Topeka — The Tea-party affiliated FreedomWorks is urging Kansas legislators to reject Common Core reading and math standards.
"Help us protect Kansan students from Common Core," Whitney Neal, director of grassroots for FreedomWorks, said in a note to the group's members. "Let’s fight to keep parents, teachers, and local communities in charge of education – not Washington bureaucrats."
Kansas formally adopted Common Core standards in 2010, saying they would help prepare students for college and careers. Numerous school districts throughout the state, including Lawrence, have spent the past two years getting teachers ready to implement them.
Common Core standards have been adopted by most states, and started as a project of the National Governors Association and Council of Chief State School Officers.
But FreedomWorks says Common Core will take away the rights of states to compose their own education requirements.
In Kansas, the Legislature is fighting over budget and tax issues. Senate Republican leaders want to insert a provision in the budget that would prohibit the expenditure of state funds to implement Common Core standards.
The Kansas House on Friday approved a bill that will require public schools to have a "Celebrate Freedom Week" every year in mid-September.
Supporters said it would help students learn more about the early history of the United States and founding documents, such as the Declaration of Independence, Constitution and Bill of Rights.
"I think it's time we got involved in celebrating patriotism," said state Rep. John Bradford, R-Lansing, who said he felt that children were not getting enough instruction on U.S. history.
But opponents of House Bill 2280 said schools were already teaching American history and that mandating a specific period for the instruction could mess up teachers' class schedules.
"How ironic that we have a bill with freedom in the name that is one more mandate on local government," said state Rep. Don Hineman, R-Dighton.
State Rep. Ward Cassidy, R-St. Francis, said he liked the idea of a "Celebrate Freedom Week," but opposed mandating schools to have it. "I don't think every time we come up with a great idea we should force schools to do that great idea," he said.
The measure was approved 95-25 and now goes to the Senate for consideration.
In addition to studying the "original intent, meaning and importance" of the nation's early documents, the bill says, "The religious references in the writings of the founding fathers shall not be censored when presented as part of such instruction."
A state legislator has pre-filed a bill that would retain students in third grade if they score less than proficient on state reading tests.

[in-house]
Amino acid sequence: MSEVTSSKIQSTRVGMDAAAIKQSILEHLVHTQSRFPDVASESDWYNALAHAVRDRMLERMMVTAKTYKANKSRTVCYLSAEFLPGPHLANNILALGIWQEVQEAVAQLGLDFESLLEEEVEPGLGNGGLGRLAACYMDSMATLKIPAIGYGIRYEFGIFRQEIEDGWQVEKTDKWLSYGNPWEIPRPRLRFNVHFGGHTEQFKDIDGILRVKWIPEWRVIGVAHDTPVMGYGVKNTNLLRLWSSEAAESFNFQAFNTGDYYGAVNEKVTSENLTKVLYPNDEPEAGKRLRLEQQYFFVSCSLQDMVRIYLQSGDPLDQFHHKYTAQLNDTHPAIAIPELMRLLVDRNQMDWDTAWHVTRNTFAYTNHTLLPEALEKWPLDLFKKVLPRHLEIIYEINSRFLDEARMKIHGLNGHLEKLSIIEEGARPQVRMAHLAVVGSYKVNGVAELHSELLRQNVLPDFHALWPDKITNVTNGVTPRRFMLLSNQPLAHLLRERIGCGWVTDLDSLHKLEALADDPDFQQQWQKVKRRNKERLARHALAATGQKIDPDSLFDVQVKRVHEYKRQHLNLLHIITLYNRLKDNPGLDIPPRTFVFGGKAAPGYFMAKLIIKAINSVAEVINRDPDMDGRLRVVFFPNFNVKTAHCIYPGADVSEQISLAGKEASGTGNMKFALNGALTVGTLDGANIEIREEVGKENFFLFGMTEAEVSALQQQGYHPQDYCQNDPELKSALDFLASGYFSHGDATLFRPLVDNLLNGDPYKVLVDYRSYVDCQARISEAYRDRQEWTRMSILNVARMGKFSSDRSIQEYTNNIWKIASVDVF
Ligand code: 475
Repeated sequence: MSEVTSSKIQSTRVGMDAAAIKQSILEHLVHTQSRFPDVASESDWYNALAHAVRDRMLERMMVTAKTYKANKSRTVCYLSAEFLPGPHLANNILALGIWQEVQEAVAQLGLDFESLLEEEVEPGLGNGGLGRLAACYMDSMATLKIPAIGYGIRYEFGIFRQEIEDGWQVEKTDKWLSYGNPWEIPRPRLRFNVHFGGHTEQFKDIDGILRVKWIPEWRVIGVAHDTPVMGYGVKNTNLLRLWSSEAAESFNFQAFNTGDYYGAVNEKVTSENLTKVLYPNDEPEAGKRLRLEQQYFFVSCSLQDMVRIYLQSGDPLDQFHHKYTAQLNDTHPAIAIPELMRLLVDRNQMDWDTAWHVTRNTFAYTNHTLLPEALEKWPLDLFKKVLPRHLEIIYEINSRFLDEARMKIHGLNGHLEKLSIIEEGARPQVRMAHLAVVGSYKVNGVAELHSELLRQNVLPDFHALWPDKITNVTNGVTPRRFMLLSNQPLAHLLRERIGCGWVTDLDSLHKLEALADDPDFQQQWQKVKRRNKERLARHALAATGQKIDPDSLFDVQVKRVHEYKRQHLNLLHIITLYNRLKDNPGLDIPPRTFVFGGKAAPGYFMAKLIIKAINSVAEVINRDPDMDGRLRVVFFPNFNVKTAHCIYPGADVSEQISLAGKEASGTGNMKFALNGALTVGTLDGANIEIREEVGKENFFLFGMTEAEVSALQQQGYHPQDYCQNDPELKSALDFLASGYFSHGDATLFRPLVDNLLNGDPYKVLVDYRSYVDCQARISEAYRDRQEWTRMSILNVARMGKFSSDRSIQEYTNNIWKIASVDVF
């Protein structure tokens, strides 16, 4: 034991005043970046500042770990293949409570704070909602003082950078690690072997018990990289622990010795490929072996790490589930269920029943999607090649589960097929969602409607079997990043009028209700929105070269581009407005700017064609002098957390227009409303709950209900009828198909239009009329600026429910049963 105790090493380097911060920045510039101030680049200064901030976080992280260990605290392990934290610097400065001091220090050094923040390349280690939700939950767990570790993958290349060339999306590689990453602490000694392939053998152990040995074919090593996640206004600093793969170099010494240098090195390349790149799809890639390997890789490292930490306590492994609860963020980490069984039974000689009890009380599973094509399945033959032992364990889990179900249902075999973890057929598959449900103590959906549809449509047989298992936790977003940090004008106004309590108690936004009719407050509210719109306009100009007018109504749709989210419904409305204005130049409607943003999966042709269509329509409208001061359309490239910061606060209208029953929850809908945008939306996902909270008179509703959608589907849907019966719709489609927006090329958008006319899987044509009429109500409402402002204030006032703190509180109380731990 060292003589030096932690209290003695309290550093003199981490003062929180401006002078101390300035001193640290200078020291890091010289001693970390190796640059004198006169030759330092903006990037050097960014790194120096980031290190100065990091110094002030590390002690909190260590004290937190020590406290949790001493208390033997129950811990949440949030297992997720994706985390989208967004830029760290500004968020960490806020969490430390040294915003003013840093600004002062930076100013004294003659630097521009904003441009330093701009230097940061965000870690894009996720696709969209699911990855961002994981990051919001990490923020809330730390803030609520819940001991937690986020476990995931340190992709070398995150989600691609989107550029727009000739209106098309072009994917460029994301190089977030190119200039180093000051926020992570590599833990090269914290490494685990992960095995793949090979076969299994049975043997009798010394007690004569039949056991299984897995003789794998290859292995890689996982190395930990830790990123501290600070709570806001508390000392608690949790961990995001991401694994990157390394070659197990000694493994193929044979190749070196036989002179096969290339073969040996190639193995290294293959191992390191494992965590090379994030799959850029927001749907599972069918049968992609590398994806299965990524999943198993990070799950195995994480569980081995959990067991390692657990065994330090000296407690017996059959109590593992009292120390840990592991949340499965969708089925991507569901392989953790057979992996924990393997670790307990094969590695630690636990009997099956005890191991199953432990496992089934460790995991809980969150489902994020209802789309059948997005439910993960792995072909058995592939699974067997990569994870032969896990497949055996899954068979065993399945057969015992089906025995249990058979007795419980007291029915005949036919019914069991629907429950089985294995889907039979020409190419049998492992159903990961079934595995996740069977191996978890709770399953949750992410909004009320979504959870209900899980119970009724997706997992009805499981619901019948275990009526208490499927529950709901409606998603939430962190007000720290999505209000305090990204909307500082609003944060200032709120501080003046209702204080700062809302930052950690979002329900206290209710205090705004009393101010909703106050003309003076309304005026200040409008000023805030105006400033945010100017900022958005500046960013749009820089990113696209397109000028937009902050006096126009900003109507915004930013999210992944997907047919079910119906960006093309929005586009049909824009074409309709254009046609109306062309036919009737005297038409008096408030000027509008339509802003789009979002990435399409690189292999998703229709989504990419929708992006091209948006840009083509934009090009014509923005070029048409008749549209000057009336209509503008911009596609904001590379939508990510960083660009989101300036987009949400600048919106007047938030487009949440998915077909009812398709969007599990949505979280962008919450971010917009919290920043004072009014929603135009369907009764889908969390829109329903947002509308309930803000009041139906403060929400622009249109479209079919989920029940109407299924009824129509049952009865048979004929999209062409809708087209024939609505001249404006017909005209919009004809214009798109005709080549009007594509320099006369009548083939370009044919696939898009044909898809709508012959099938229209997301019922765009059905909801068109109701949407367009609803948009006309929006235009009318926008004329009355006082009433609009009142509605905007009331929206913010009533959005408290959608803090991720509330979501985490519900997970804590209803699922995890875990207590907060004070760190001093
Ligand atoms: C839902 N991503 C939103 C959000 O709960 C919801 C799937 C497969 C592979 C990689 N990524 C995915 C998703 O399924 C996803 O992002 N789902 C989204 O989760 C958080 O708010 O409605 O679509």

The measure by Rep. Steve Huebert, R-Valley Center, will be considered by legislators when the 2013 session starts Monday.
House Bill 2004 includes exceptions for mandatory retention.
These include students with limited English proficiency who have had fewer than two years of English language instruction and special education students for whom state tests are not appropriate or who have received two years of intensive remedial help and were previously held back one to two years.
A controversial task force that Gov. Sam Brownback appointed to study public school spending is holding its third and probably final meeting today.
The Governor's School Efficiency Task Force was initially under fire because it was dominated by accountants and no one on it was an educator or worked in a school. Brownback also established a website where people could make anonymous reports of their experiences with inefficient spending in the educational system.
Democrats and education groups said the task force was set up to attack public schools. In the task force's first meeting on Oct. 8, it heard from the Kansas Policy Institute, which has been a critic of how schools spend money.
In setting up the task force, the governor's office said that only 15 of the state's 286 school districts complied with a state law that requires at least 65 percent of state funds be spent in the classroom. But there is no such legal requirement, and school officials released a report that showed based on state funding, all school districts were surpassing the 65 percent level.
The task force is expected to make recommendations to Brownback soon.
School efficiency task force chairman says panel has broached sensitive topic of district consolidation
A task force appointed by Gov. Sam Brownback to make school spending more efficient has broached the politically explosive topic of consolidating school districts, the panel's chairman said Tuesday.
"There really is no way to have a conversation about this without that coming up, however, so we are talking about it," Ken Willard told the Legislative Educational Planning Committee. Willard, of Hutchinson, said he understood that emotions run high around the subject of consolidation, and added that the task force was "not going to go there" when it delivers a report to legislators by the time the 2013 legislative session starts in January.
There are 286 school districts in Kansas and Willard said the question is whether that is an efficient "model for delivering education."
But Willard noted that Brownback has made it clear that he doesn't favor the state forcing consolidation.
State Sen. Jean Schodorf, R-Wichita, said the only way to save money when consolidating school districts is to shut down schools, and that, she added, has a devastating impact on communities. "When you close buildings, you close the town," she said.
Willard said the task force was looking at several other items, such as the salaries of school superintendents. "Many are paid more than the governor is," he said.